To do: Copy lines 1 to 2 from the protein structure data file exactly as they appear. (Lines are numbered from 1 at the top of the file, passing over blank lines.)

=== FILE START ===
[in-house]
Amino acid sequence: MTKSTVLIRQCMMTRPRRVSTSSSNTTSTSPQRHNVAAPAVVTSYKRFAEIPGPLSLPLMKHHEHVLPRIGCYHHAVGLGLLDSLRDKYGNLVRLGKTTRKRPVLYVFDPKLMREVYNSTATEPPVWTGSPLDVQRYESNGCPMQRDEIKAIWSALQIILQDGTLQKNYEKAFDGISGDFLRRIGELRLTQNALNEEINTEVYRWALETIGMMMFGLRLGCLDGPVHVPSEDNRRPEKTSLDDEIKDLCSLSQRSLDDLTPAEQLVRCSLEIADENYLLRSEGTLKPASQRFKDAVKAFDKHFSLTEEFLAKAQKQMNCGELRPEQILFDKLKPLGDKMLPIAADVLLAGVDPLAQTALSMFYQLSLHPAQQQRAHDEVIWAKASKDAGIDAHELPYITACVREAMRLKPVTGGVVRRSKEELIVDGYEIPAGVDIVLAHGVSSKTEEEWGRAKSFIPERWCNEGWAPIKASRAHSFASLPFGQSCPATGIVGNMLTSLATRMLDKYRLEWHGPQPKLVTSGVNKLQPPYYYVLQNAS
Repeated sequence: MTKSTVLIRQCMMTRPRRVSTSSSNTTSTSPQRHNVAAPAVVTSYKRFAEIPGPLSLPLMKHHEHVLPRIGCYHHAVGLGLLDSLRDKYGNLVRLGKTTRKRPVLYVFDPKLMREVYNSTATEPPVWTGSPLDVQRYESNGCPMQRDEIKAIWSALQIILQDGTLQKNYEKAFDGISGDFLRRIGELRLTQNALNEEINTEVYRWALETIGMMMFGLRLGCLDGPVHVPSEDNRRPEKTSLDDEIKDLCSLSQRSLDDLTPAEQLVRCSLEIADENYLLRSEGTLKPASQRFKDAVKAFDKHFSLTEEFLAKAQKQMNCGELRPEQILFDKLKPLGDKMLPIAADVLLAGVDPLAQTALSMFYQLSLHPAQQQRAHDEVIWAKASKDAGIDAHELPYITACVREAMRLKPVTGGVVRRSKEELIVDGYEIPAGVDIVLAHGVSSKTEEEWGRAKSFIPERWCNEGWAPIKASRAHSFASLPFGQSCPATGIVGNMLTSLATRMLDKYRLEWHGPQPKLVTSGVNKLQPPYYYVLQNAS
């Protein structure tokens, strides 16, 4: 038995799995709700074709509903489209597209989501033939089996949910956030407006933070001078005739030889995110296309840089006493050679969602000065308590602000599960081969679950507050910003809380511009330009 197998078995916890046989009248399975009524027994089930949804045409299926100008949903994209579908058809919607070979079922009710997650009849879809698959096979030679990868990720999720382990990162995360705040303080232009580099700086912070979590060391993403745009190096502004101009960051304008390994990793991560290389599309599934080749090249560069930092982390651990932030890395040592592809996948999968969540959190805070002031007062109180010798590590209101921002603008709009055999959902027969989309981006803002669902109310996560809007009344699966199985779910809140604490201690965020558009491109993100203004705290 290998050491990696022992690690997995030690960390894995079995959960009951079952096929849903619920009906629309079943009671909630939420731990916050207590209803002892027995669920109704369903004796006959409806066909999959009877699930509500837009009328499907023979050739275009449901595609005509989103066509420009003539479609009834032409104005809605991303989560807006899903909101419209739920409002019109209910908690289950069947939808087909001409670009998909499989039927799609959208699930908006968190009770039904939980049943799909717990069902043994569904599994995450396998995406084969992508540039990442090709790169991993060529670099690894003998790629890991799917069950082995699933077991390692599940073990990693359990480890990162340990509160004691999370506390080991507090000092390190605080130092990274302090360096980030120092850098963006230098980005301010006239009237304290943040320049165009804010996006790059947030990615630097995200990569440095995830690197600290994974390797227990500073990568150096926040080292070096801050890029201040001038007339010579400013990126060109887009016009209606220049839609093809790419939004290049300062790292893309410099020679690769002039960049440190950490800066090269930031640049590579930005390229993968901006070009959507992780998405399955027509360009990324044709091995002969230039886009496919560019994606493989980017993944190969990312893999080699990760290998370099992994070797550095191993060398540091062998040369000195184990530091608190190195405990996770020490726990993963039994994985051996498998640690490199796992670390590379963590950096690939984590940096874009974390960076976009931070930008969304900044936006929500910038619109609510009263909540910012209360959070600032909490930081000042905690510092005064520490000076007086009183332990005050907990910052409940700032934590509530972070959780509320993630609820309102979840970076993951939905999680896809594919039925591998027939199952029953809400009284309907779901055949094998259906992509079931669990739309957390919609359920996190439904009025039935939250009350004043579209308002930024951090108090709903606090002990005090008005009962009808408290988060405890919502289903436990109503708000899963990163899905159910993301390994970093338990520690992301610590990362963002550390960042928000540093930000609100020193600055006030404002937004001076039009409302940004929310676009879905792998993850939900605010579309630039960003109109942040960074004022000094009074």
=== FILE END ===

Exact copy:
[in-house]
Amino acid sequence: MTKSTVLIRQCMMTRPRRVSTSSSNTTSTSPQRHNVAAPAVVTSYKRFAEIPGPLSLPLMKHHEHVLPRIGCYHHAVGLGLLDSLRDKYGNLVRLGKTTRKRPVLYVFDPKLMREVYNSTATEPPVWTGSPLDVQRYESNGCPMQRDEIKAIWSALQIILQDGTLQKNYEKAFDGISGDFLRRIGELRLTQNALNEEINTEVYRWALETIGMMMFGLRLGCLDGPVHVPSEDNRRPEKTSLDDEIKDLCSLSQRSLDDLTPAEQLVRCSLEIADENYLLRSEGTLKPASQRFKDAVKAFDKHFSLTEEFLAKAQKQMNCGELRPEQILFDKLKPLGDKMLPIAADVLLAGVDPLAQTALSMFYQLSLHPAQQQRAHDEVIWAKASKDAGIDAHELPYITACVREAMRLKPVTGGVVRRSKEELIVDGYEIPAGVDIVLAHGVSSKTEEEWGRAKSFIPERWCNEGWAPIKASRAHSFASLPFGQSCPATGIVGNMLTSLATRMLDKYRLEWHGPQPKLVTSGVNKLQPPYYYVLQNAS